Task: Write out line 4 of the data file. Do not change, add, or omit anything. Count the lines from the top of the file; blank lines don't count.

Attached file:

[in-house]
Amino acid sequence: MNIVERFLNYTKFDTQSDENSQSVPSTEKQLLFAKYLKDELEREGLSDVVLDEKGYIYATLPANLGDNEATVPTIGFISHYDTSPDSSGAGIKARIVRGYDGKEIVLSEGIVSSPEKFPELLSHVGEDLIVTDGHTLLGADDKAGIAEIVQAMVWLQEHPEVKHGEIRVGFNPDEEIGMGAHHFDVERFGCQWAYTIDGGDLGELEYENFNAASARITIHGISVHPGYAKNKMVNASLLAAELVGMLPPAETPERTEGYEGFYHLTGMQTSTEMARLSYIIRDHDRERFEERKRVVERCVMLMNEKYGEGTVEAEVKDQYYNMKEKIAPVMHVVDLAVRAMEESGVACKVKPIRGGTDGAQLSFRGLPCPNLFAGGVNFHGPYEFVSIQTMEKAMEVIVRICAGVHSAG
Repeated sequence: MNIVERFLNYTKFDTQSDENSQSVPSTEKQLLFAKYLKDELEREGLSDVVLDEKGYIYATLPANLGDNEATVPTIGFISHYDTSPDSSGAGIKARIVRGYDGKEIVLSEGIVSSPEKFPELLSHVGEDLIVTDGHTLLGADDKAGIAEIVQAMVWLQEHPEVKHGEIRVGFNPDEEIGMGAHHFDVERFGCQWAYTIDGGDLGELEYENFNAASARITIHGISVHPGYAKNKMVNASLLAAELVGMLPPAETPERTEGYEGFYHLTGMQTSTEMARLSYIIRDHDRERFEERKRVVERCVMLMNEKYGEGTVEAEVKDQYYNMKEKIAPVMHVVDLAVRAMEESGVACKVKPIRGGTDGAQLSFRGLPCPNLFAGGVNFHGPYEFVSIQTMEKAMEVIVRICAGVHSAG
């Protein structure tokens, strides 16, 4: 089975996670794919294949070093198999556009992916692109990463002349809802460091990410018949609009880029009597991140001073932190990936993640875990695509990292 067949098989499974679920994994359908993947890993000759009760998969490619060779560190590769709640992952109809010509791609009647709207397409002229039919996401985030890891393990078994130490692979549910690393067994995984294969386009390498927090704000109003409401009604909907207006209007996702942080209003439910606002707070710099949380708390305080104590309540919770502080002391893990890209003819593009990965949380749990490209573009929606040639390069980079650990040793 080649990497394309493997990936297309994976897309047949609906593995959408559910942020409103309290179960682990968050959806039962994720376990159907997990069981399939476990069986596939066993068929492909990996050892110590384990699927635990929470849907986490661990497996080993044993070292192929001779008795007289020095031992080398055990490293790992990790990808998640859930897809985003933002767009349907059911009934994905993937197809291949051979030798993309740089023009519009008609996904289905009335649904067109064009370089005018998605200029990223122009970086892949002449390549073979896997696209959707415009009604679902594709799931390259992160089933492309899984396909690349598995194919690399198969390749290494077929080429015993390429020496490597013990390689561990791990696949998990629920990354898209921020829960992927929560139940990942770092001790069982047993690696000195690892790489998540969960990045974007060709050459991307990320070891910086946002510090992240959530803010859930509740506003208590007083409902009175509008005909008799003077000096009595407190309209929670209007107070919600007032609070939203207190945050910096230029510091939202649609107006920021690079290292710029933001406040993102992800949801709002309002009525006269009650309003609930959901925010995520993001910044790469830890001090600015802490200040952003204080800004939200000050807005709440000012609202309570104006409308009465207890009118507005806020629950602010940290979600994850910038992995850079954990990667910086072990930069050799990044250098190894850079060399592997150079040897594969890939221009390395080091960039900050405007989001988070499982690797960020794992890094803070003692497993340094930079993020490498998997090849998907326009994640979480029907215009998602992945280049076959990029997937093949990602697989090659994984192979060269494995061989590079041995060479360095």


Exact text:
């Protein structure tokens, strides 16, 4: 089975996670794919294949070093198999556009992916692109990463002349809802460091990410018949609009880029009597991140001073932190990936993640875990695509990292 067949098989499974679920994994359908993947890993000759009760998969490619060779560190590769709640992952109809010509791609009647709207397409002229039919996401985030890891393990078994130490692979549910690393067994995984294969386009390498927090704000109003409401009604909907207006209007996702942080209003439910606002707070710099949380708390305080104590309540919770502080002391893990890209003819593009990965949380749990490209573009929606040639390069980079650990040793 080649990497394309493997990936297309994976897309047949609906593995959408559910942020409103309290179960682990968050959806039962994720376990159907997990069981399939476990069986596939066993068929492909990996050892110590384990699927635990929470849907986490661990497996080993044993070292192929001779008795007289020095031992080398055990490293790992990790990808998640859930897809985003933002767009349907059911009934994905993937197809291949051979030798993309740089023009519009008609996904289905009335649904067109064009370089005018998605200029990223122009970086892949002449390549073979896997696209959707415009009604679902594709799931390259992160089933492309899984396909690349598995194919690399198969390749290494077929080429015993390429020496490597013990390689561990791990696949998990629920990354898209921020829960992927929560139940990942770092001790069982047993690696000195690892790489998540969960990045974007060709050459991307990320070891910086946002510090992240959530803010859930509740506003208590007083409902009175509008005909008799003077000096009595407190309209929670209007107070919600007032609070939203207190945050910096230029510091939202649609107006920021690079290292710029933001406040993102992800949801709002309002009525006269009650309003609930959901925010995520993001910044790469830890001090600015802490200040952003204080800004939200000050807005709440000012609202309570104006409308009465207890009118507005806020629950602010940290979600994850910038992995850079954990990667910086072990930069050799990044250098190894850079060399592997150079040897594969890939221009390395080091960039900050405007989001988070499982690797960020794992890094803070003692497993340094930079993020490498998997090849998907326009994640979480029907215009998602992945280049076959990029997937093949990602697989090659994984192979060269494995061989590079041995060479360095």